"When that kind of stuff happens, especially when you've never had anything, you don't really even know what it is," Hammond said.
Any rock band that rises so far so fast will inevitably generate resentment, with some watching for a fall just as rapid. But the speed by which negative Internet postings about the Strokes appeared is not only a statement about today's instant cyberspace media, but also the strong feelings the group provokes.
"The only way we can prevail through anything is to work on our music," says guitarist Albert Hammond Jr.
By mid-2001, before their first album had released, the tone in Internet chat rooms and bulletin board discussing the band ranged from passionate cheerleading to criticism that questioned the accolades being placed on a group before its first album release. Even the group's musical skills were challenged.
The band members' upbringings didn't help. Casablancas is the son of model agency mogul John Casablancas. Hammond is the son of singer-songwriter Albert Hammond, who wrote "It Never Rains in Southern California" and other hits. All five band members are products of upper-class grooming, with prep-school educations. Some postings wondered out loud if such privileged lives gave them a boost in the entertainment industry.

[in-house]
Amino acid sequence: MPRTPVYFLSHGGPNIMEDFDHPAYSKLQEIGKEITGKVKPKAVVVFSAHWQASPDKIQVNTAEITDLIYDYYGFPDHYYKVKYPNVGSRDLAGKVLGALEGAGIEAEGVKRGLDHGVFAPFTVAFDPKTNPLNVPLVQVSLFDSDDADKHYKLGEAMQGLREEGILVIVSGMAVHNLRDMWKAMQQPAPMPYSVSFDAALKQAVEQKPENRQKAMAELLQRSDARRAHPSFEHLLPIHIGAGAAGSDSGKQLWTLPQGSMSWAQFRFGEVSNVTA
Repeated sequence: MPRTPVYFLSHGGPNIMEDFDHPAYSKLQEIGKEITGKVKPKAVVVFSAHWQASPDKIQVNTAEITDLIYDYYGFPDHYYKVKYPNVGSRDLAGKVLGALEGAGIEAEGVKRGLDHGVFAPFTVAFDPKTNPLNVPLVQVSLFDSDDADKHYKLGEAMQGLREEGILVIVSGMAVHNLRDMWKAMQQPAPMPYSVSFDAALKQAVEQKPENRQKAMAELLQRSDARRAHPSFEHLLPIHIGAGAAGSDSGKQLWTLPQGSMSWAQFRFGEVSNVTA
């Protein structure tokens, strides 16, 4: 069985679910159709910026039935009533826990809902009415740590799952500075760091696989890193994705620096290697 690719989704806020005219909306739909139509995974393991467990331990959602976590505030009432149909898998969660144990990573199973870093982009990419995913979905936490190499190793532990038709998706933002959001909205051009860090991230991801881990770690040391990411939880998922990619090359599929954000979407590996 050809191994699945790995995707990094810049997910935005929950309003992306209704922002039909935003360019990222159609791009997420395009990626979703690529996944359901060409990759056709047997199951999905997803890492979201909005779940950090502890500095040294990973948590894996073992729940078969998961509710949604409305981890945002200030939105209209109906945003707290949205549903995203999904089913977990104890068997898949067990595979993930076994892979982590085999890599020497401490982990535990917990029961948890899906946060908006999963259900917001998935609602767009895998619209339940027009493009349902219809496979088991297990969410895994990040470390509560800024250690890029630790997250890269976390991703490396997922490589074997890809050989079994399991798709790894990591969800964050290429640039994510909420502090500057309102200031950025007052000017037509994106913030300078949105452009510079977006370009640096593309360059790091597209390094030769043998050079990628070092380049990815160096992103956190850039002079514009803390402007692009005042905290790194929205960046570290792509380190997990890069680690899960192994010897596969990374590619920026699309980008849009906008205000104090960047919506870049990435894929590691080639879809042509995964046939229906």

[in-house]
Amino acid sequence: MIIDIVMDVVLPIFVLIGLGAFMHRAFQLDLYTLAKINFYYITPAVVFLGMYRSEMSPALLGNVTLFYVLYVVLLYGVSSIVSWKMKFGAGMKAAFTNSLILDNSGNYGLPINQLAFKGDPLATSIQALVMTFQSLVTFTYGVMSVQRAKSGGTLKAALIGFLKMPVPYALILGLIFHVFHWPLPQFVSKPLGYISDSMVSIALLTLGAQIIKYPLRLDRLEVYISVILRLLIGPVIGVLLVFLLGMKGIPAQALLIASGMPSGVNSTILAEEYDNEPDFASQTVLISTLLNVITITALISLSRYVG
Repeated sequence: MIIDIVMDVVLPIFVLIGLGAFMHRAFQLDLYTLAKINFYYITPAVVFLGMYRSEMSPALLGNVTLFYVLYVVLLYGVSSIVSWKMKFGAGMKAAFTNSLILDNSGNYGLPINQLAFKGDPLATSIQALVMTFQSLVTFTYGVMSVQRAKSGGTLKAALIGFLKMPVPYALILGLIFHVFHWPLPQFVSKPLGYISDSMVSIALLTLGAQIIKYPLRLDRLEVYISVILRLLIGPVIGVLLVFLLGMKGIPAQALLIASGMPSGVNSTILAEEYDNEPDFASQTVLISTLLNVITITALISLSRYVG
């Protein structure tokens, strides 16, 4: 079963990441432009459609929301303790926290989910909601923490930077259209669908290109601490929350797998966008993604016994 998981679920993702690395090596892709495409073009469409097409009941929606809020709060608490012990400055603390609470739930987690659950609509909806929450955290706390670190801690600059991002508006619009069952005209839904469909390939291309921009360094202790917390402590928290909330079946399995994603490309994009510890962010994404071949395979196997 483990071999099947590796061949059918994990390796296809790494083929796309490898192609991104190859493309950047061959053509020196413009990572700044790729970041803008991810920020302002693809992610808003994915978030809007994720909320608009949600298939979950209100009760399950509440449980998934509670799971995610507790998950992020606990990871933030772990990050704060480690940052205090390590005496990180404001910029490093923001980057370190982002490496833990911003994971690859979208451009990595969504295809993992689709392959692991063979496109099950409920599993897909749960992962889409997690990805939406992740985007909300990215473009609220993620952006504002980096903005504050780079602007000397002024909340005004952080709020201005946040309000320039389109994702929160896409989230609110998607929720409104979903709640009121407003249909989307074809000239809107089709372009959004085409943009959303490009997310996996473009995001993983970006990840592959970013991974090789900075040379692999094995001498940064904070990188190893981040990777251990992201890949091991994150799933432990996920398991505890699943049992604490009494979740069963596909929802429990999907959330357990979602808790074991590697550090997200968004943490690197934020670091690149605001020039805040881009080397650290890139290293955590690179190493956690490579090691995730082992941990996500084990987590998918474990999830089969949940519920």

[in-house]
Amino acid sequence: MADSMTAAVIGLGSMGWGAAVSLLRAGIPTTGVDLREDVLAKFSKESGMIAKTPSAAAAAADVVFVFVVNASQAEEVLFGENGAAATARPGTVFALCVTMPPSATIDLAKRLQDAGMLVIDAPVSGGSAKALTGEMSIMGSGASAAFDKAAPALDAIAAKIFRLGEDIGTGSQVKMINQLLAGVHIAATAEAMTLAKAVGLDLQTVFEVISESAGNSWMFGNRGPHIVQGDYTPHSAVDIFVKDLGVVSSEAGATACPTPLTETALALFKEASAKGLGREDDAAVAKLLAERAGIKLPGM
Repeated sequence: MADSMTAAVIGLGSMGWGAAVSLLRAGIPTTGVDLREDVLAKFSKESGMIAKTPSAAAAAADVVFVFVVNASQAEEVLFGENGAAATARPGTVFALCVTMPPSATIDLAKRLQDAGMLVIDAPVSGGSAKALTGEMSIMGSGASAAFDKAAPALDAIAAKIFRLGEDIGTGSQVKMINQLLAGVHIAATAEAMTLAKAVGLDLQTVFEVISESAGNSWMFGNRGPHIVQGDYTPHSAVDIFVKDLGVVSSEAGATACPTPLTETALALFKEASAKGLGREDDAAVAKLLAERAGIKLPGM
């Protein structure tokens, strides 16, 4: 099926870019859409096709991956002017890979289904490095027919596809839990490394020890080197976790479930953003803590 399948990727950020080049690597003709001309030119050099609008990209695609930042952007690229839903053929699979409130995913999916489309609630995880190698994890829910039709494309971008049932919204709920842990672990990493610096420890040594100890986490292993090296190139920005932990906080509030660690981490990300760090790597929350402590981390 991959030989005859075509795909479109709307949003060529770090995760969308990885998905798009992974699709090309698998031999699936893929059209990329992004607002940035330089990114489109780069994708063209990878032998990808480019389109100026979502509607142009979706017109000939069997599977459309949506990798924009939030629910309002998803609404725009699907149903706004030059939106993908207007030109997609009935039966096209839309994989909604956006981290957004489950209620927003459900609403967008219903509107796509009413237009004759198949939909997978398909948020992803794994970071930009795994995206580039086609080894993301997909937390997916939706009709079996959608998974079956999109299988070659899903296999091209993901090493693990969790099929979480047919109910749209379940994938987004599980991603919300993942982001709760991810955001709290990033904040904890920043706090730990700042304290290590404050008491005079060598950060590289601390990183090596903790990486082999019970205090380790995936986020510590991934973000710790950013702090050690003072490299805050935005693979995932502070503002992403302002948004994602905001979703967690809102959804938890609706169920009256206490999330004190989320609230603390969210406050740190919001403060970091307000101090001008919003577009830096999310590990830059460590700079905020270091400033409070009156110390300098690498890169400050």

"Is This It" peaked at No. 33 in Billboard's album sales charts, and the band members found themselves the objects of mass adulation and the celebrity whirl.
In November 2001, just a month after their first album release, an article appeared in Salon.com entitled "What's wrong with the Strokes?", which asked how such a young band could ignite such devotion or hatred.
"It's tough to answer," Hammond said. "All I know is we worked really hard to get ahead, and everything that people think we had, we didn't."
"It gets a little annoying and hard to deal with," Hammond continued, referring to criticism of their upbringing, "because, you know, it's something you can't pick, it's something you can't choose in life. We all love our parents, our families."
'It doesn't really matter what everyone says'